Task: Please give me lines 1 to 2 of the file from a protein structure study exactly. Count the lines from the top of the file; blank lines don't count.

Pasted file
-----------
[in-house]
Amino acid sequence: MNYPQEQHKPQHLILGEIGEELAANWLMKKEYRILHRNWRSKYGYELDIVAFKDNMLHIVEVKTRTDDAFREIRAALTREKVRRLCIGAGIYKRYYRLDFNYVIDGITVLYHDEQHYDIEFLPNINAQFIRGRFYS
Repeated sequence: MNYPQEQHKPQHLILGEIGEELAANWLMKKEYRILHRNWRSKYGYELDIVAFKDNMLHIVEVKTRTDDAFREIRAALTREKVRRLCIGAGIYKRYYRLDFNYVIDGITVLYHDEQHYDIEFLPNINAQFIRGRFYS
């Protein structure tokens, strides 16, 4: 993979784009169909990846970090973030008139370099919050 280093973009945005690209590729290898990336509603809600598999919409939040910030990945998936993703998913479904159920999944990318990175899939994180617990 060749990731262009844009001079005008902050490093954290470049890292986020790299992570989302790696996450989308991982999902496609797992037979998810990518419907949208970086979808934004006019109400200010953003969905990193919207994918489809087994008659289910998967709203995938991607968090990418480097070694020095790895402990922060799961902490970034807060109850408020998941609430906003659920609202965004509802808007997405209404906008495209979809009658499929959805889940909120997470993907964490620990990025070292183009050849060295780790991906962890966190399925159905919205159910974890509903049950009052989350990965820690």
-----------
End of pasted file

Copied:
[in-house]
Amino acid sequence: MNYPQEQHKPQHLILGEIGEELAANWLMKKEYRILHRNWRSKYGYELDIVAFKDNMLHIVEVKTRTDDAFREIRAALTREKVRRLCIGAGIYKRYYRLDFNYVIDGITVLYHDEQHYDIEFLPNINAQFIRGRFYS